Below, Kordower shares his insights into the center’s research. Answers are edited for length and clarity. 

Question: What is the research focus of your center?

Answer: The center is on a quest to reduce the symptoms of neurodegenerative diseases such as Alzheimer’s and Parkinson’s and ultimately find a cure. Caring for someone with a neurodegenerative disease can feel like a tremendous burden, and our other mission is to find ways to help caregivers. We have outstanding undergraduate and graduate students as well as postdoctoral fellows working here, and our job is to train them to become the next generation of impactful neuroscientists.

Q: Why is this work important to society?

A: There will be 25 million to 30 million people with Alzheimer’s and 15 million people with Parkinson’s worldwide by 2040. While the cost in human suffering is incalculable, the financial cost to sustain this pandemic of neurodegenerative diseases will be astronomical. We need to make a major impact soon to help people and society overall. 

Q: What is the biggest challenge in this field of research?

A: There are many challenges because these diseases are complicated. Many clinical trials never recruit a single patient. With the website, there’s an easy avenue to enroll in a study, but these people are sick, and coming to a doctor’s office multiple times can be a burden. As researchers, we need more patients to participate in clinical trials so we can test drugs and other therapies moving forward. Also, there’s always the issue of money — being able to get enough grant money to conduct research.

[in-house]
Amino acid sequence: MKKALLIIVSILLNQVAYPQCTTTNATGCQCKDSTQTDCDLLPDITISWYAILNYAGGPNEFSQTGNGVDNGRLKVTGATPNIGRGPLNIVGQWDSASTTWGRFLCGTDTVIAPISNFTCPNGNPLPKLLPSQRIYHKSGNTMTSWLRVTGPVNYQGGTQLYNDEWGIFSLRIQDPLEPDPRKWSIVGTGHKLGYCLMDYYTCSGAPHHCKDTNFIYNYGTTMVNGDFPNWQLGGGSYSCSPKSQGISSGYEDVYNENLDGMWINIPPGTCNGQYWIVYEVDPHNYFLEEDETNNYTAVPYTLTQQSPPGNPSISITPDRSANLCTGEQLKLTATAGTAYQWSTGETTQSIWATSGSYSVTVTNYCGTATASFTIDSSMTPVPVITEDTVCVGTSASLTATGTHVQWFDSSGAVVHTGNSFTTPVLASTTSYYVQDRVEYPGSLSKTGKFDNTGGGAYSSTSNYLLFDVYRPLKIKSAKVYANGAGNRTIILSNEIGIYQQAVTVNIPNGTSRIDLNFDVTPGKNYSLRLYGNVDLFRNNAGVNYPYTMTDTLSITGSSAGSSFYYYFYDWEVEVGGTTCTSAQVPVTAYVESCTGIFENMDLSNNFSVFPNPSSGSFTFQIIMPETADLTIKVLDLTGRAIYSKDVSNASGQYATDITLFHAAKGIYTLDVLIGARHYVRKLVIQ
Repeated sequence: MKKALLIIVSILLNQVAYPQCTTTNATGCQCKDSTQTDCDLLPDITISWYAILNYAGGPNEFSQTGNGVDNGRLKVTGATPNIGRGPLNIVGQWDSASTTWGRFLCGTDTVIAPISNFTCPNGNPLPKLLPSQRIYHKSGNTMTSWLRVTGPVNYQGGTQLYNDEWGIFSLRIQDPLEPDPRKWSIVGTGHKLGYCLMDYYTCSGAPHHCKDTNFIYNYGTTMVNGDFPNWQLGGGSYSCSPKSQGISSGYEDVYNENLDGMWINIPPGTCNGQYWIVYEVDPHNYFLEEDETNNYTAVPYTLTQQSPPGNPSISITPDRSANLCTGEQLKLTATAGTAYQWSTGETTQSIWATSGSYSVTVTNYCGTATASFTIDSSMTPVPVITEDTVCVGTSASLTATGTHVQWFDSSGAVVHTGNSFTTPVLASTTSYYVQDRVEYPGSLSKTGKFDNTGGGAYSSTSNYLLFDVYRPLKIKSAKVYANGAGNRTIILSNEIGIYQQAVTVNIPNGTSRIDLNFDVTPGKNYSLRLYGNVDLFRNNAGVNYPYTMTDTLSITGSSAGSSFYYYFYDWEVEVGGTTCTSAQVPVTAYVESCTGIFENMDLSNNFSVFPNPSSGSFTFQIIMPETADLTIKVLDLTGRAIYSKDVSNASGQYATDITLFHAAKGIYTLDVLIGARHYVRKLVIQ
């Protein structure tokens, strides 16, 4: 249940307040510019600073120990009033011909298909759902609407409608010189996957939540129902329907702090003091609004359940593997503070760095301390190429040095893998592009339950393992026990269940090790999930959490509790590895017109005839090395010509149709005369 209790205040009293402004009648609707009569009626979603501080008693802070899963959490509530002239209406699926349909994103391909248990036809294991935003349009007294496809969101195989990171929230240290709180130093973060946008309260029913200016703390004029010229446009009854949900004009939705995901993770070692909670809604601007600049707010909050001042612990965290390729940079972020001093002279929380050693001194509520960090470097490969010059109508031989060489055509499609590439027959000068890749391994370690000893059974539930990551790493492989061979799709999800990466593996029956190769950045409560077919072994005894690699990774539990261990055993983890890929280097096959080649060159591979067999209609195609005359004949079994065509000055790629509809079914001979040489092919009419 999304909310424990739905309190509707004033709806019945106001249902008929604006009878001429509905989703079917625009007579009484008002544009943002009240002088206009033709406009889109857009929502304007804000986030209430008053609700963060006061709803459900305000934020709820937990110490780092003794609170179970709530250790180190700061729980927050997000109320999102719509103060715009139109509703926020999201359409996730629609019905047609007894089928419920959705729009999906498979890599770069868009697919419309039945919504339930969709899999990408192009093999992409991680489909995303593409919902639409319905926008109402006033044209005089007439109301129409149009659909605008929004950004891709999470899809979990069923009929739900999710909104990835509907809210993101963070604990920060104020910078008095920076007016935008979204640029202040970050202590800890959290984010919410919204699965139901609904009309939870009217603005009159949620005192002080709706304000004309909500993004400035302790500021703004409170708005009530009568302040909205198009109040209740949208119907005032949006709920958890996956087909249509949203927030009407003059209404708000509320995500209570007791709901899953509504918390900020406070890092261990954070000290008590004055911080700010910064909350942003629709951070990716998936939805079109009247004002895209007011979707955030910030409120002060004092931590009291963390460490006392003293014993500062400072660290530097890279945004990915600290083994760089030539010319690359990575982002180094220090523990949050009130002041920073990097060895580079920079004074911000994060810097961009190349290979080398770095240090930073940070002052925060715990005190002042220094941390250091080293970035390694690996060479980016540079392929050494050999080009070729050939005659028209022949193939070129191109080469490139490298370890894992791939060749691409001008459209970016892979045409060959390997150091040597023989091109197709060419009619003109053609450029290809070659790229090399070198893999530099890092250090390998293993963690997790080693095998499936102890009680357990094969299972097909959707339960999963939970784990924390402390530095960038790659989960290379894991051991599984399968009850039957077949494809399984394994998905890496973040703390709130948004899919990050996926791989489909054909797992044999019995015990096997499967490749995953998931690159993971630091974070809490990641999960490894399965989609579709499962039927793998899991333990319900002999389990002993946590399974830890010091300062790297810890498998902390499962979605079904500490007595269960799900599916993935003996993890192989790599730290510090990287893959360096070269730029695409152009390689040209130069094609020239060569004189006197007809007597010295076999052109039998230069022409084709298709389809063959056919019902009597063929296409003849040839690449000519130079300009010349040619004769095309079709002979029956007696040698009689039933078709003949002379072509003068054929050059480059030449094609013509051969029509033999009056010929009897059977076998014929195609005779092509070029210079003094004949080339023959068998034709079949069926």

Q: What is something you consider one of the center’s biggest successes?

A: Several things are percolating up, but it’s a little too early to claim victory. I just became the principal investigator of a clinical trial funded by the Michael J. Fox Foundation to do stem cell transplants in patients with a genetic form of Parkinson’s disease. We will infuse specially designed stem cells into a region of their brains called the putamen, where dopamine is lost due to the disease. We expect patients receiving the new cells to show improvements in symptoms in six to 12 months. If we achieve successful results in this clinical trial of patients with a genetic mutation, it will encourage further trials in a wider population of Parkinson’s patients.